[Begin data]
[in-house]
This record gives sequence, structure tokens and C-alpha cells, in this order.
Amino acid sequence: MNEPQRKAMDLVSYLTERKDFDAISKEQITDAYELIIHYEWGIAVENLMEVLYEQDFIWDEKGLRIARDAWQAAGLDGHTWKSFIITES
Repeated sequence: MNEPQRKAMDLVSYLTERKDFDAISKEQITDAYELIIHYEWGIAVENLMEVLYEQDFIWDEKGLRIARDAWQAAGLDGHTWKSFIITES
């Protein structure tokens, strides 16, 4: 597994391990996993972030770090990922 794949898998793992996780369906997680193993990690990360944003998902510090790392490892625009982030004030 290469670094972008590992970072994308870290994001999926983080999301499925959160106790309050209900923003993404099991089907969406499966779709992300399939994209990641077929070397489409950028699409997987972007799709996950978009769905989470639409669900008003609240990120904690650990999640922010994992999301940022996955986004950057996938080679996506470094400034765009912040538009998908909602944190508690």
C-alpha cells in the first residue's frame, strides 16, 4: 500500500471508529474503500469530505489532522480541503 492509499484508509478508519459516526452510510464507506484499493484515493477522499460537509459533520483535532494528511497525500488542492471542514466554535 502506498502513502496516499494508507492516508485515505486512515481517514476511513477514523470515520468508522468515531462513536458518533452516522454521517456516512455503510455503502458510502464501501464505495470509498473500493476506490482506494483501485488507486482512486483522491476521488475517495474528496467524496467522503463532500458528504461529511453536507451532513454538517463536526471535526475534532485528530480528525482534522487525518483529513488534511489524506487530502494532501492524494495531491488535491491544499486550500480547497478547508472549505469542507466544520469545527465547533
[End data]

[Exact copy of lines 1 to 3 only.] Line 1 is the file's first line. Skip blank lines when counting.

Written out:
[in-house]
This record gives sequence, structure tokens and C-alpha cells, in this order.
Amino acid sequence: MNEPQRKAMDLVSYLTERKDFDAISKEQITDAYELIIHYEWGIAVENLMEVLYEQDFIWDEKGLRIARDAWQAAGLDGHTWKSFIITES